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Galveston Historical Foundation
1877 ELISSA Dry Dock

2021 ELISSA Drydock Campaign

Created using the Donation Thermometer plugin https://wordpress.org/plugins/donation-thermometer/.$150,000Raised $40,000 towards the $150,000 target.$40,000Raised $40,000 towards the $150,000 target.27%As part of the Official Tall Ship of Texas’ Coast Guard approved plan, the 1877 ELISSA is required to enter drydock twice every 5 years. You can support the efforts of Galveston Historical Foundation in its mission by contributing to the 2021 Drydock campaign.

Our goal is to raise $150,000 by early 2021 and we can do that with your help! Donate today to help ensure that this National Historic Landmark continues to do what so few are left to do today, keep sailing through the Gulf as a true sailing piece of history.

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ABOUT THE OFFICIAL TALL SHIP OF TEXAS

Galveston Historical Foundation brought ELISSA, an 1877 square-rigged iron barque, from a scrapyard in Piraeus Harbor, Greece to Galveston to begin restoration work in 1978. By 1982, GHF staff and volunteers completed restoration and transformed this rare, historic vessel into a floating museum that would actively sail. Today, ELISSA is one of only three ships of her kind in the world to still actively sail and welcomes over 40,000 visitors annually. She also serves as the Official Tall Ship of Texas, a National Historic Landmark and a symbol of the Gulf Coast’s historic beginnings as a seaport and active waterfront.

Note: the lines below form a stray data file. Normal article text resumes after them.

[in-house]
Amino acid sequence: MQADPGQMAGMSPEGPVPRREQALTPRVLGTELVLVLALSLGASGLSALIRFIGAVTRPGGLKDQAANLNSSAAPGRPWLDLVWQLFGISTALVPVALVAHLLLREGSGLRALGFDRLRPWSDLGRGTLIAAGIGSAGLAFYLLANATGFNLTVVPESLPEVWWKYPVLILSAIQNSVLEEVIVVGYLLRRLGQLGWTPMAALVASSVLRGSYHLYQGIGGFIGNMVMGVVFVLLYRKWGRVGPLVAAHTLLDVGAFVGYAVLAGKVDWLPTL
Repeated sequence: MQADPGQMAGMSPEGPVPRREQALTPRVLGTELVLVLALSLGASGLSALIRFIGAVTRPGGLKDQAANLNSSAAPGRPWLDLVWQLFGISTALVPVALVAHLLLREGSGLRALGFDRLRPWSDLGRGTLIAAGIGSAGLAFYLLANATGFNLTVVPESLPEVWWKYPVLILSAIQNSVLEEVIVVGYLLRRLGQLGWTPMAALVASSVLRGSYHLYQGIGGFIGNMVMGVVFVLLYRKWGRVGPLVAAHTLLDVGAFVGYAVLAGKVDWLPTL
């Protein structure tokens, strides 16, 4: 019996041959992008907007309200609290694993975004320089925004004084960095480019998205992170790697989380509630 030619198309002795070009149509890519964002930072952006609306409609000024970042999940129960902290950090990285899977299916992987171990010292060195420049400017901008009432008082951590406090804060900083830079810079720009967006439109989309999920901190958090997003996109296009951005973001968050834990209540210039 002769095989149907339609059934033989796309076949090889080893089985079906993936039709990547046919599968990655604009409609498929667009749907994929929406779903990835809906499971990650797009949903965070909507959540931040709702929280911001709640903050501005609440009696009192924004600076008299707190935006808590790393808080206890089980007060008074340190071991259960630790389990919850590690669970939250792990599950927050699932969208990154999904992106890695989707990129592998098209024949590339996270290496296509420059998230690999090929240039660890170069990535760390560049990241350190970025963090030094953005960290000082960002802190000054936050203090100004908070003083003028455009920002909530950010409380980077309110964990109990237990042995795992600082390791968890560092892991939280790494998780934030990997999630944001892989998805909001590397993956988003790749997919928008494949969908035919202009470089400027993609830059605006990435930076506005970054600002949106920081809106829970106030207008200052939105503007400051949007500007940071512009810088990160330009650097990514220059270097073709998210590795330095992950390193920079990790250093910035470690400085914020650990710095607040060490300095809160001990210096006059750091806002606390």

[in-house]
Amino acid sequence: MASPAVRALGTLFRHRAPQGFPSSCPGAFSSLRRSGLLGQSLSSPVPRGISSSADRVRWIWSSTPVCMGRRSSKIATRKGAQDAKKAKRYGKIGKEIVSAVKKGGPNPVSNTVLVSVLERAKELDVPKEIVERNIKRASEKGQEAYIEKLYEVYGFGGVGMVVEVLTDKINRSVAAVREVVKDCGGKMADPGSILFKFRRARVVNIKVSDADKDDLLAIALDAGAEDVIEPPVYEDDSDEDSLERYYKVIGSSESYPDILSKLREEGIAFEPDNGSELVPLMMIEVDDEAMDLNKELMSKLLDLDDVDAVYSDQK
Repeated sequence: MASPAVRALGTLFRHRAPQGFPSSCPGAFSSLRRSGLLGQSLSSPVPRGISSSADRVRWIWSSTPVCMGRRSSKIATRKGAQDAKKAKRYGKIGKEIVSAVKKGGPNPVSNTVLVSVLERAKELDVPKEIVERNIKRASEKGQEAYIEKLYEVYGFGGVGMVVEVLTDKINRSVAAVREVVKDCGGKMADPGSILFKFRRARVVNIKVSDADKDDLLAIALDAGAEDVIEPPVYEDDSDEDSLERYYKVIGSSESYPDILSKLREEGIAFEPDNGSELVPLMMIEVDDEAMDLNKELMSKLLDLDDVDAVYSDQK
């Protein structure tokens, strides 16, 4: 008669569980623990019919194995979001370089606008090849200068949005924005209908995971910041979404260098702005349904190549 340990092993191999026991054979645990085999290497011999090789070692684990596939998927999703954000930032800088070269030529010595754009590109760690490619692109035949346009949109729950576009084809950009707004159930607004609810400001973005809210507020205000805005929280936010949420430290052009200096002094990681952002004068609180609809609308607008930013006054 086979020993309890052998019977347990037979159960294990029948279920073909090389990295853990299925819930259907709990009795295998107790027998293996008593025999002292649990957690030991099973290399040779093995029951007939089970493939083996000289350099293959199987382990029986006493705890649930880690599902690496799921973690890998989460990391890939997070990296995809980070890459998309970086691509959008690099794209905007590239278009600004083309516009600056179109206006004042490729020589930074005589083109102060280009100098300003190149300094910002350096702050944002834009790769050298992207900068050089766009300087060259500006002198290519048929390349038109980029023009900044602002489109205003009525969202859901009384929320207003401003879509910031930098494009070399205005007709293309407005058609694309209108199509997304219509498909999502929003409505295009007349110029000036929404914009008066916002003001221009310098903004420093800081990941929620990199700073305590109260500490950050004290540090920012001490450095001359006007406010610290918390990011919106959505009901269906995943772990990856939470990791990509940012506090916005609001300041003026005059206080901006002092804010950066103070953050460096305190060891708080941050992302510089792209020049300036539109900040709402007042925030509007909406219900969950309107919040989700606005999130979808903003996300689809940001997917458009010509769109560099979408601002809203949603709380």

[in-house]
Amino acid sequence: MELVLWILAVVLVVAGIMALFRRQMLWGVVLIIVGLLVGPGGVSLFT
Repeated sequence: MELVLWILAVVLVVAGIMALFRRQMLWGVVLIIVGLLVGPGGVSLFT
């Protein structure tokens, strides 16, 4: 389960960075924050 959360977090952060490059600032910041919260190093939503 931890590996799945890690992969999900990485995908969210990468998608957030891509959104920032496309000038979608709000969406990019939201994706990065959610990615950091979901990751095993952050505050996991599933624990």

ABOUT GALVESTON HISTORICAL FOUNDATION

GHF was formed as the Galveston Historical Society in 1871 and merged with a new organization formed in 1954 as a non-profit entity devoted to historic preservation and history in Galveston County. Over the last sixty years, GHF has expanded its mission to encompass community redevelopment, historic preservation advocacy, maritime preservation, coastal resiliency and stewardship of historic properties. GHF embraces a broader vision of history and architecture that encompasses advancements in environmental and natural sciences and their intersection with historic buildings and coastal life and conceives of history as an engaging story of individual lives and experiences on Galveston Island from the 19th century to the present day.

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